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Brian S. July 13, 2013 at 3:54 pm

Sophistry. I endorse your invitation.

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Aaron Aarons July 13, 2013 at 3:20 pm

While there may be reason, Brian, to criticize some of David Berger’s formulations in response to the person who chooses, for some reason, to call himself “Red Blob“, I hardly see any point in calling on the moderators to intervene when those same moderators leave the site wide open to trolling by anti-leftist, pro-imperialist, bourgeois “democrats”.

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Brian S. July 13, 2013 at 3:50 pm

@Aron. The issue of what are the political boundaries of the site has been discussed – as you are well aware. You may not agree with the decision, but it is an entirely separate matter from that of how people conduct themselves within those boundaries. The site has a clear Commenting Policy. If you feel that Arthur has violated that, then lodge a complaint. If you choose to cover for those who blatantly violate it, to the point of overt bullying, then all I can say is you disappoint me deeply. ((Why do you say ” the person who chooses, for some reason, to call himself “Red Blob” – you choose “for some reason” to call yourself Aaron Aarons; I “for some reason” Brian S; I don’t interrogate your choice or expect you to interrogate mine; why do you single him out for attention?)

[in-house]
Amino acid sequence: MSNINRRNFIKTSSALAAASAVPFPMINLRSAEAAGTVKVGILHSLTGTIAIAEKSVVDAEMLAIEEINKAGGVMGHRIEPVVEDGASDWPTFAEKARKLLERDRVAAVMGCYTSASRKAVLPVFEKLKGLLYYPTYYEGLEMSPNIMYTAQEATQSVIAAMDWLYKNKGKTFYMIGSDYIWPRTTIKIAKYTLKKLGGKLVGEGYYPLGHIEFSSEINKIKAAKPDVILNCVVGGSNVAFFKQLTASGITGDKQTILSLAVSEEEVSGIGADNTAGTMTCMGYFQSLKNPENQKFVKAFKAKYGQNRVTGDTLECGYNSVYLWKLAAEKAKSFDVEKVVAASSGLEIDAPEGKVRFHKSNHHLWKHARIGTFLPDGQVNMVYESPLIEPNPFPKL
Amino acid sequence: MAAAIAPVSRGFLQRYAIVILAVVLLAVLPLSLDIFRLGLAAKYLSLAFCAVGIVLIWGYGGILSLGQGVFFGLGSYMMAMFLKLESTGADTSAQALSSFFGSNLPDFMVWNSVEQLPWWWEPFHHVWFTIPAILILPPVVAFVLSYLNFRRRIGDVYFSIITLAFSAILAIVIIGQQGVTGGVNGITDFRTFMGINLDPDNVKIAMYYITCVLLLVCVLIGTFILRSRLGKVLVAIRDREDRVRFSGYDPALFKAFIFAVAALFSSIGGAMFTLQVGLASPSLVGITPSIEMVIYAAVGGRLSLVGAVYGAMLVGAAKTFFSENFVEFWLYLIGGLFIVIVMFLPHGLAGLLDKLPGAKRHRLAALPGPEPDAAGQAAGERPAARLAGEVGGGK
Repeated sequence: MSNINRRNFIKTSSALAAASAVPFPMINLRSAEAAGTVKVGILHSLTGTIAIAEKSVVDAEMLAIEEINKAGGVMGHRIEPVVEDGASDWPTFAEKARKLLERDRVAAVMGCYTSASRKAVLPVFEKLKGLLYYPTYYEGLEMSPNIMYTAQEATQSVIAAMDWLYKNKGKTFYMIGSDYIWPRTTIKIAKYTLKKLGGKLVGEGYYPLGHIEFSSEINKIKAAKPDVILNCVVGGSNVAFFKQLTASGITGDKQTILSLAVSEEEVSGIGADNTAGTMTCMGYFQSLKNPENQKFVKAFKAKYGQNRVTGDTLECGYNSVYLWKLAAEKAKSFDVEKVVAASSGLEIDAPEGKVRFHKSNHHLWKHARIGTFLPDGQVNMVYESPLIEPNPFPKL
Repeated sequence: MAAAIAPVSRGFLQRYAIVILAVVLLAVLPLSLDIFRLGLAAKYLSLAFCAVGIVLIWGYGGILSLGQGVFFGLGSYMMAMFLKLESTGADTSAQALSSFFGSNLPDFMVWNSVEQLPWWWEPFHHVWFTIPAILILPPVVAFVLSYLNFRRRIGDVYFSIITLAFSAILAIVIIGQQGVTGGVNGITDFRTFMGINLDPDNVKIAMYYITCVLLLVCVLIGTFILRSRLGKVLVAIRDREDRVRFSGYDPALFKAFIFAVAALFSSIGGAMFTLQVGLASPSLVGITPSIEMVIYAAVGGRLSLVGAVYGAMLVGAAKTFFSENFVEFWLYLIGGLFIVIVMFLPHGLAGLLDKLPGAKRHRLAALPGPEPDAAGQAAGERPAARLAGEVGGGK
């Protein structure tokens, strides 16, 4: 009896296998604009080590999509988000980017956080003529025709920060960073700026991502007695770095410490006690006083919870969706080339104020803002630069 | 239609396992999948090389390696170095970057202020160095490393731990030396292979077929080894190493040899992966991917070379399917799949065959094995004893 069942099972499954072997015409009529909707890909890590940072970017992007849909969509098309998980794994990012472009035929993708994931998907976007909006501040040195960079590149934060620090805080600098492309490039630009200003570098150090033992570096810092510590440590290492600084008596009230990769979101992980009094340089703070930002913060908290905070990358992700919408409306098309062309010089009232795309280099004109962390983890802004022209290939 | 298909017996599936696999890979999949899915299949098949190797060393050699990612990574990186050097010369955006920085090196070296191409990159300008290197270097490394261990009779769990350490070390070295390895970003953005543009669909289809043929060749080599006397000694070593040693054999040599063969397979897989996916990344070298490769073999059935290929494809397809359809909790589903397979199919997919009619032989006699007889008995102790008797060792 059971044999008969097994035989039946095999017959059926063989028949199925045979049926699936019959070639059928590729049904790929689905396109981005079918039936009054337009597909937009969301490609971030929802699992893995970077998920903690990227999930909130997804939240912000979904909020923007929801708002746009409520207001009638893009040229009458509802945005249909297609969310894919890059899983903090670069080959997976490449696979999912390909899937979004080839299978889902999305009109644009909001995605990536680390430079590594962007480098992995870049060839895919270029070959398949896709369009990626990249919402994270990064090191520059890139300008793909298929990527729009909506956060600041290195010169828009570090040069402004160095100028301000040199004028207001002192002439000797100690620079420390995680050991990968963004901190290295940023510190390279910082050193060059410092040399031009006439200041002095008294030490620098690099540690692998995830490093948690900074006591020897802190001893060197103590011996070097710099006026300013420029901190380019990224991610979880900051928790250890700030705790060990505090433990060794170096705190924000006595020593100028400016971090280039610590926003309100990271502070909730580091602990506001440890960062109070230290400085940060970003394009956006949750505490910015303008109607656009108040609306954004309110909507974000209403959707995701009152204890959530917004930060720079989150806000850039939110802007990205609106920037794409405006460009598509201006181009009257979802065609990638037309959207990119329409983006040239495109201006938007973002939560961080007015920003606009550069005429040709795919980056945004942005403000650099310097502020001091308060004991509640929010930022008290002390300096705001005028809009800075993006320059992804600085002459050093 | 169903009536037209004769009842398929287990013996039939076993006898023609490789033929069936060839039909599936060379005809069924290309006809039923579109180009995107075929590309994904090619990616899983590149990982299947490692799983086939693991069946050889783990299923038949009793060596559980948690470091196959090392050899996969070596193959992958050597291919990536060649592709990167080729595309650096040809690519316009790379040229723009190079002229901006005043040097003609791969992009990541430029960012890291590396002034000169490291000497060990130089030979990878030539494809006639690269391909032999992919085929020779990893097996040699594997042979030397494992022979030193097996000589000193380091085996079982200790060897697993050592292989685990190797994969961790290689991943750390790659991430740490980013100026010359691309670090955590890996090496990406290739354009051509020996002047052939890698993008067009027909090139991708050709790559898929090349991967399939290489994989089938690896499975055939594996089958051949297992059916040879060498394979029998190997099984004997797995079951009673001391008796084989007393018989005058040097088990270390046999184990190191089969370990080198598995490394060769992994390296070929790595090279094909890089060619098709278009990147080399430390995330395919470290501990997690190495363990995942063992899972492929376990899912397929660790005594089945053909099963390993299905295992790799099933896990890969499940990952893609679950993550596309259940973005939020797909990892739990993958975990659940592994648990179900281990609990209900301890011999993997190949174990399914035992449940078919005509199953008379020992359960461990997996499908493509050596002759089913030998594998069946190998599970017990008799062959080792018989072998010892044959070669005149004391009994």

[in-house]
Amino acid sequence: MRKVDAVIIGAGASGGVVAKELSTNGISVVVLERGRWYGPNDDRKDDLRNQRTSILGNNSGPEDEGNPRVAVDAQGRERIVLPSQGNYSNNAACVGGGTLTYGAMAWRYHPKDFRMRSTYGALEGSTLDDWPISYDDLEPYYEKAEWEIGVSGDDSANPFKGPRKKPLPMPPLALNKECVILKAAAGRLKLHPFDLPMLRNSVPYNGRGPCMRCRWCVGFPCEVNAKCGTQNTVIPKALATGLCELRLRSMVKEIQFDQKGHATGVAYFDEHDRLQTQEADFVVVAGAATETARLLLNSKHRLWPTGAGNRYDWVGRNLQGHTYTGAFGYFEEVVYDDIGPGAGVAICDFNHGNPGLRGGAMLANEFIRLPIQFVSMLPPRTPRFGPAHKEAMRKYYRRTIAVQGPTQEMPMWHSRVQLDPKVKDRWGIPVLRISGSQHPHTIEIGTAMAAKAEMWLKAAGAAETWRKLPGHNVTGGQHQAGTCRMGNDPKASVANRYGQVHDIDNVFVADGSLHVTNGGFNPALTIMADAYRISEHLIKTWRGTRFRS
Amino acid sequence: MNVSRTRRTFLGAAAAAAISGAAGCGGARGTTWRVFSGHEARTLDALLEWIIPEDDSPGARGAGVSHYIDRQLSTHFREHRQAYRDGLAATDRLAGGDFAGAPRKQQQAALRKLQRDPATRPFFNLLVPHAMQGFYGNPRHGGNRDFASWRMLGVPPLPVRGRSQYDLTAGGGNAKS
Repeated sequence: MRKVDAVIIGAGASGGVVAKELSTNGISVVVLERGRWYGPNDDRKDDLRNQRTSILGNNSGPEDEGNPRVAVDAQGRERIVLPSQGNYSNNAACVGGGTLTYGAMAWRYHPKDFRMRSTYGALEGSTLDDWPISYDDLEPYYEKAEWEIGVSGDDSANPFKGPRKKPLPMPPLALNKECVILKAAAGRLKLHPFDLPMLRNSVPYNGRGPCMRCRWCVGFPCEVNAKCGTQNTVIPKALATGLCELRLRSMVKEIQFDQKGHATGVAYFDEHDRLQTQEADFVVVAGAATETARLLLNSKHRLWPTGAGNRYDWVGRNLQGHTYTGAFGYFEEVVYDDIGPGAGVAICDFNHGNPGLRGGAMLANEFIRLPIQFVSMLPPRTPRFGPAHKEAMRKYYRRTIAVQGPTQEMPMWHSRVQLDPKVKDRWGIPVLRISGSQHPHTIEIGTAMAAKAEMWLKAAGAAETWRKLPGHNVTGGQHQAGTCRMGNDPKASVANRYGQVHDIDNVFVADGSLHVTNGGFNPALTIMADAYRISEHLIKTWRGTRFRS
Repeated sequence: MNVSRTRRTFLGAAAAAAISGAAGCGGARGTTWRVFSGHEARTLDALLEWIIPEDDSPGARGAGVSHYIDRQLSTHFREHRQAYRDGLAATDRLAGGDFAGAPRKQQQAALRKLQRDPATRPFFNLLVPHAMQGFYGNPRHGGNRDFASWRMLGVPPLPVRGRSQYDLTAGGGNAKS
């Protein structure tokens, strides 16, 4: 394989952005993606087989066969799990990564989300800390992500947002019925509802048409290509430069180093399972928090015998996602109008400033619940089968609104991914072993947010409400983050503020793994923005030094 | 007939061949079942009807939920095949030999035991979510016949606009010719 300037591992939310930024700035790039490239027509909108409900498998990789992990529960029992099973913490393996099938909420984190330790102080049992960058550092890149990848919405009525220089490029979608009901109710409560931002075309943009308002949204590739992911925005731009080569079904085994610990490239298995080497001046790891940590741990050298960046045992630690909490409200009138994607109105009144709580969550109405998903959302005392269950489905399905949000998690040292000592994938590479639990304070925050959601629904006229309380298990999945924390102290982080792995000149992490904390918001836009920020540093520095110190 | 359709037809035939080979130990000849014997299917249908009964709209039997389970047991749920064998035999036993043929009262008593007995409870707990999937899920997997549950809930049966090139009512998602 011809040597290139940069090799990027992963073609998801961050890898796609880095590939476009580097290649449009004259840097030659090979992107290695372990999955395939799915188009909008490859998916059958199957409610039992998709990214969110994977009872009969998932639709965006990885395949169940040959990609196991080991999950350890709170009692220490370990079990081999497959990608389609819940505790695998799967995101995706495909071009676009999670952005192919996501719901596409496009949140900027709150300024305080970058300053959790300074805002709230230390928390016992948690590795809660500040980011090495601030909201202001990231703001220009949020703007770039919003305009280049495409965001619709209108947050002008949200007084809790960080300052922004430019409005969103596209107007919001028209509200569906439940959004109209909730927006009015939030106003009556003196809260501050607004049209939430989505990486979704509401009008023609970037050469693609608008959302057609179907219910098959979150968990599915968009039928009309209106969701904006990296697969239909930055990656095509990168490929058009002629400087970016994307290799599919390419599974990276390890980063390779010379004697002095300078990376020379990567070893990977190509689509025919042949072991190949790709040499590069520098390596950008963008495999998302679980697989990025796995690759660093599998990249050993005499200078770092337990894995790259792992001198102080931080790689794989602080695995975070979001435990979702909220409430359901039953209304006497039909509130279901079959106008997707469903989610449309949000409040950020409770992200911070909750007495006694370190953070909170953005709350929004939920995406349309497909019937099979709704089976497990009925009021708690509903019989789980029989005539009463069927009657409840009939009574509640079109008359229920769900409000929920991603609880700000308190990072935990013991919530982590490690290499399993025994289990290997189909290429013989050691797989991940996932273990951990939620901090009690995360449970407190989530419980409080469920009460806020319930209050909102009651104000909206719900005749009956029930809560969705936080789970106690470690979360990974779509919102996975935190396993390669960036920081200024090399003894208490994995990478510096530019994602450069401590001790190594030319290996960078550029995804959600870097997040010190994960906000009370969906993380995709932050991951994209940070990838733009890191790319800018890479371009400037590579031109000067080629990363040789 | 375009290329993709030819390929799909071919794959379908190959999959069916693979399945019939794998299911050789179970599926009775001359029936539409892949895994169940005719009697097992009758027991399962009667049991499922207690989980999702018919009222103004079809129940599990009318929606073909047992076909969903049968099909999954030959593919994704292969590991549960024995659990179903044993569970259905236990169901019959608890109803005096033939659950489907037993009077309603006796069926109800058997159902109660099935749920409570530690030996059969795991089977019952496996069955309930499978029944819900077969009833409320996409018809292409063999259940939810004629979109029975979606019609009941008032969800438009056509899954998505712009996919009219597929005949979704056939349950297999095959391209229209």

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Aaron Aarons July 15, 2013 at 3:35 am

Most people, except for bureaucrats, who have met me in the last 37 years know me as Aaron Aarons. It is, essentially, my name, and it was on my drivers’ license for decades until the Gestapo (a.k.a. ‘Homeland Security’) imposed restrictive rules on such things.

OTOH, I sincerely doubt that the person who uses the handle “Red Blob” uses that as his name when he meets people, and calling oneself a “blob” of any kind does seem rather strange.

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Red Blob July 15, 2013 at 4:32 am

It’s called self deprecating humor.

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Brian S. July 15, 2013 at 4:38 am

“Red Blob” is obviously a play on words whose origins we don’t know. But if you hang out much in cyberspace you’ll know its far from being the most unorthodox of pseudonyms. Who are we to query someone else’s personal semantic choices ?

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Arthur July 13, 2013 at 10:59 am

Brian, I have tried to avoid reading stuff written by that particular Troll since I realized that he did not even bother to read the threads he was posturing in (when he repeatedly insisted that an article on breaking the US army by a US army officer in an army journal was “apologetics for Stalinism”).